You would think that by buying more of a product that you would get a price break. Sure, that works in practically every industry, except travel. What can you do about it?
First, let me explain a bit. You should already know, if you are a loyal reader or just a common sense travel consumer, that travel suppliers charge more when there is higher demand. Rates (airfares, cruise prices, lodging, car rentals) are at their peak, for instance, during the New Year's break in the Caribbean and many destinations. Makes sense, right? On a micro level, airlines charge more when capacity is fillings and hotels charge more during the week than on weekends.
Let's say that you are a group of four travelers. There are only two seats on a flight at the lowest price. However, when making your reservation (whatever source you use), the airline will charge the higher price times four. Hotels do the same thing. The weekend rate is substantially lower than the weekday rate but the property will charge you the weekday rate for each day; or they will charge you less each weekend day but not as low as the available weekend rate. I have seen it time and time and time again.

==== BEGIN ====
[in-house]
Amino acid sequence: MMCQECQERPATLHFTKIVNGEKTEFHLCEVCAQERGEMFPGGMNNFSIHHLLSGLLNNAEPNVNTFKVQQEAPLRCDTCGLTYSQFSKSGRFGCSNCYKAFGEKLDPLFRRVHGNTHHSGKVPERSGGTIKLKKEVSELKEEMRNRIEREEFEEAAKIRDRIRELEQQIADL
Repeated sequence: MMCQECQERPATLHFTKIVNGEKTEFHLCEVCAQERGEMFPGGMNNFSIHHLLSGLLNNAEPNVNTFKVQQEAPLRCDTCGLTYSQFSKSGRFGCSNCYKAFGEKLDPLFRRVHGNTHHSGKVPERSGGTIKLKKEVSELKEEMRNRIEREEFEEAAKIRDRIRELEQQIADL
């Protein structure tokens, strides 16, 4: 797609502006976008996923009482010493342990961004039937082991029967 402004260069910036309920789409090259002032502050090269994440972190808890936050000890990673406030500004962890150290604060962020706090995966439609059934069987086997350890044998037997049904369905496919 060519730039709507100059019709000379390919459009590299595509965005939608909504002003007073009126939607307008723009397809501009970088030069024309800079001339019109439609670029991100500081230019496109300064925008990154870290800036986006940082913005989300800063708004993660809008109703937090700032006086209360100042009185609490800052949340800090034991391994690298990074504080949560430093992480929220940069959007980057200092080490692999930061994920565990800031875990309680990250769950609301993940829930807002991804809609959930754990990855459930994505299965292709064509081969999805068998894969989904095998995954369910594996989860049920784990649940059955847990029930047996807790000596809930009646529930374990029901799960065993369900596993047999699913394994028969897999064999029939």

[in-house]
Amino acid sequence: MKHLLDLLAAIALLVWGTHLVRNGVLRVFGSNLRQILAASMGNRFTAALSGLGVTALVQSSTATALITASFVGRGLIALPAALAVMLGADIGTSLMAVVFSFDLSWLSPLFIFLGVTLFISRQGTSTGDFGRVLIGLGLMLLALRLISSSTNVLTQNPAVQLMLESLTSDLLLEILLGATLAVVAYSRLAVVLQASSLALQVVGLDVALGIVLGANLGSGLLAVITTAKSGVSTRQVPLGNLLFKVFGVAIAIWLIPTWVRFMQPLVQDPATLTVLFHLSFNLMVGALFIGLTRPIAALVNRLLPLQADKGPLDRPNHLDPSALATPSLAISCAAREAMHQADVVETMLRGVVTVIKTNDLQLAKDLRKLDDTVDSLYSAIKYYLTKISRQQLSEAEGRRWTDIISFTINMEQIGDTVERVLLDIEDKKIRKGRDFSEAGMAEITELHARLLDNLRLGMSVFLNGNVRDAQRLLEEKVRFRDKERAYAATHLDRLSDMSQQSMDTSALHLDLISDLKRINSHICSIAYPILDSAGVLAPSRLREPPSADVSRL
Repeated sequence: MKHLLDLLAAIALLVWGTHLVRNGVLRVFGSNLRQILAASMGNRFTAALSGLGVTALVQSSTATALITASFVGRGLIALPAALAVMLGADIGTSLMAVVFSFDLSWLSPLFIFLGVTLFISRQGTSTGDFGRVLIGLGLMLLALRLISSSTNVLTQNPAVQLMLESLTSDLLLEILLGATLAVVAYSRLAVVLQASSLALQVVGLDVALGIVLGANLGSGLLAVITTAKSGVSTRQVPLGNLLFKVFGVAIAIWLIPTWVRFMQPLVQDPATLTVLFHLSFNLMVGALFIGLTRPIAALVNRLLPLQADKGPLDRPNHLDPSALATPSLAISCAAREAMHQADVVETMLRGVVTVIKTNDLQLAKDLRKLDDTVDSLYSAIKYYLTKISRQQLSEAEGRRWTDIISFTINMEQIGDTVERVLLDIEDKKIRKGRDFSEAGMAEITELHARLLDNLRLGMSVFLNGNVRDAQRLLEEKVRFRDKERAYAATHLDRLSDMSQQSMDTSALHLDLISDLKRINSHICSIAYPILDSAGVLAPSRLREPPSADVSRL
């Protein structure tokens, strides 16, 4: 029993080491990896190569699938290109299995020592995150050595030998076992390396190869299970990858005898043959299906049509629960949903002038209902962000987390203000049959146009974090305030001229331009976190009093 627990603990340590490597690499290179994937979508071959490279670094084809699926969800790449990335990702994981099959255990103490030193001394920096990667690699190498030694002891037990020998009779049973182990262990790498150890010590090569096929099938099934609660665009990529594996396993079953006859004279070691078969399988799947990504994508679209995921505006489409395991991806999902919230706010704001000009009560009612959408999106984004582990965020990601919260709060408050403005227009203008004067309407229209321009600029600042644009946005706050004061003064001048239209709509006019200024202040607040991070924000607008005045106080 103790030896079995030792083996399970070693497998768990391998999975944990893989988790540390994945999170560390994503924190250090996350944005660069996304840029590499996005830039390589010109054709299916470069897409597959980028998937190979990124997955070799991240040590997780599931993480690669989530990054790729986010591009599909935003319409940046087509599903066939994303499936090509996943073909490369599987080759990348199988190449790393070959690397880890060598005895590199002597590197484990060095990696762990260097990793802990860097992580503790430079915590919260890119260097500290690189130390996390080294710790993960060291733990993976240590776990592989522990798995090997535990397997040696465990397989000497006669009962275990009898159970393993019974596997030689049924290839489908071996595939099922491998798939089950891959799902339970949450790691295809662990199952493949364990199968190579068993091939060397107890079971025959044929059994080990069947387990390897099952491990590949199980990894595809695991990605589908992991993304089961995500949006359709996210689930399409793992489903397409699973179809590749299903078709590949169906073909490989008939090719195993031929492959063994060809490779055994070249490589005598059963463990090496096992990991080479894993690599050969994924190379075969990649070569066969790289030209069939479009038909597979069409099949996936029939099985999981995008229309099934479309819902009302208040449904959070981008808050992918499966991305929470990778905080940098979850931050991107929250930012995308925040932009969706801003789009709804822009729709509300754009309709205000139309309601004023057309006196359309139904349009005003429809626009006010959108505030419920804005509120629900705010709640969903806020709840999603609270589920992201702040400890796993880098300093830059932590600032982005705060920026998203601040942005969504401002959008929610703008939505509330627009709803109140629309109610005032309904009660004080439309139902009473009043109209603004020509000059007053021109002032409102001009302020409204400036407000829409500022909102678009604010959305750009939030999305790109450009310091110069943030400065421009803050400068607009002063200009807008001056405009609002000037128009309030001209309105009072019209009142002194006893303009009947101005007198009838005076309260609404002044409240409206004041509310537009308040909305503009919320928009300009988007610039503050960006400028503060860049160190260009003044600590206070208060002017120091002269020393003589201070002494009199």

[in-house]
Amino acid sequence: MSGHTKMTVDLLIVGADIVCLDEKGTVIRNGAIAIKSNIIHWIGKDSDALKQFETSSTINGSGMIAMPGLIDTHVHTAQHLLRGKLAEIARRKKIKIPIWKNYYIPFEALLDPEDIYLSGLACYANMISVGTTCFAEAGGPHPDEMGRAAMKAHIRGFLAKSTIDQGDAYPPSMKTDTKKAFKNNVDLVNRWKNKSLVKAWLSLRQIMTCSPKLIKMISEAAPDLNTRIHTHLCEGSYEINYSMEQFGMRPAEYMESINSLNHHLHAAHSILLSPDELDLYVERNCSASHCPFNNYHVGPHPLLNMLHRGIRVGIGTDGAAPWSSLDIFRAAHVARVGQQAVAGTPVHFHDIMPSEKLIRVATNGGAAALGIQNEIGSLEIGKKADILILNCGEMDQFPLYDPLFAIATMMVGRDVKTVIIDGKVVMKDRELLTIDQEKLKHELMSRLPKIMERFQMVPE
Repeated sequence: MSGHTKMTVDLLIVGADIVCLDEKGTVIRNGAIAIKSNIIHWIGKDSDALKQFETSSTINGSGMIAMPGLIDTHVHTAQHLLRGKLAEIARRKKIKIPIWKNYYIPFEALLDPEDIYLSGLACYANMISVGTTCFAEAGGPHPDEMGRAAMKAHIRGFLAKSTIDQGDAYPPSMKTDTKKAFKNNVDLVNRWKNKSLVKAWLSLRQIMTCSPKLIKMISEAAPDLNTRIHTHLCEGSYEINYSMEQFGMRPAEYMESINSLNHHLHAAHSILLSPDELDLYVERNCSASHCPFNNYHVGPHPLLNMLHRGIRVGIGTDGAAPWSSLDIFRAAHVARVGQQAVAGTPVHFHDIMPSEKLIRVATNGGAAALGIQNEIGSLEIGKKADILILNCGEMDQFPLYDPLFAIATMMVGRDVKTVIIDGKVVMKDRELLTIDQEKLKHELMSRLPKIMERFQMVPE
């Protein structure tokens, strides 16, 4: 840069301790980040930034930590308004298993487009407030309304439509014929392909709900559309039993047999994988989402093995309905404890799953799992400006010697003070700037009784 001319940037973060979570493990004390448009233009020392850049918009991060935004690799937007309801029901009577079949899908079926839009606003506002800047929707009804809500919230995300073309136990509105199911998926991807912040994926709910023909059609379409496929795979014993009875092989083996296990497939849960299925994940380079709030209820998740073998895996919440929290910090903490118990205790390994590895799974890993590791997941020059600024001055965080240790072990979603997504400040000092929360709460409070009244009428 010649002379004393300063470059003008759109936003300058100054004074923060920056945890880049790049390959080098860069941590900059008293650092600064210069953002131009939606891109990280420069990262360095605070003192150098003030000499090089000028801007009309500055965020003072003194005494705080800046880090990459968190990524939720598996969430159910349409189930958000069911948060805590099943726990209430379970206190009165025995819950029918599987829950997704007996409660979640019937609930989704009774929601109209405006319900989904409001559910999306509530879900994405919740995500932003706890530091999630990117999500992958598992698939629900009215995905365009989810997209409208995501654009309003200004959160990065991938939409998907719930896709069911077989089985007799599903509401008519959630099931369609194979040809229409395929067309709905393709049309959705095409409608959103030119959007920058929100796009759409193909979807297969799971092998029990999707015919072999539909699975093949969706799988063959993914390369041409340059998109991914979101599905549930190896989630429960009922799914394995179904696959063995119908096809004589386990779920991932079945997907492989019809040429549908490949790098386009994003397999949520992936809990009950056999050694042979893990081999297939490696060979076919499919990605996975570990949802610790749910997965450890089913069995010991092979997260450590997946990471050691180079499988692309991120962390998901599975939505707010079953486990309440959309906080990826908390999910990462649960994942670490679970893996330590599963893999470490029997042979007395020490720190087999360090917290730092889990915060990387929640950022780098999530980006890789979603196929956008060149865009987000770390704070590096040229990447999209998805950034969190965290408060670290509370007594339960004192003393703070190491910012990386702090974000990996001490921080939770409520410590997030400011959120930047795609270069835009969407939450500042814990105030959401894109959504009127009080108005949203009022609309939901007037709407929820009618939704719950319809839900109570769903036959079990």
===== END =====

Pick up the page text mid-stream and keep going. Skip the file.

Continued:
What can consumers do?
For the airfare situation, I will find out what the price is for one passenger (then two, then three, until I find the "magic" price break point). Many times, I have broken the group reservation into two separate itineraries to save money. For example, if two seats are available at $100 but the next two are $150, then I will buy 2 @ $100 and 2 @ $150, instead of 4 @ $150 (and save $100).
A similar process works for lodging and rental cars. I will find out the rate for each day and for each set of days. Similarly, I can make separate reservations at the same property for consecutive days in order to save money. For example, their weekend rate is $99 (Friday, Saturday, and Sunday) and their weekday rate is $199. For an entire week, they may quote $199 for each day or perhaps $199 each weekday plus a "discounted rate" for $159 for the weekend. By booking separate weekday and weekend stays, I would save $180 ($60 for each of the three nights).
Add this strategy to your travel planning arsenal and save money on your next--and EVERY--trip.
© 2009, Charles McCool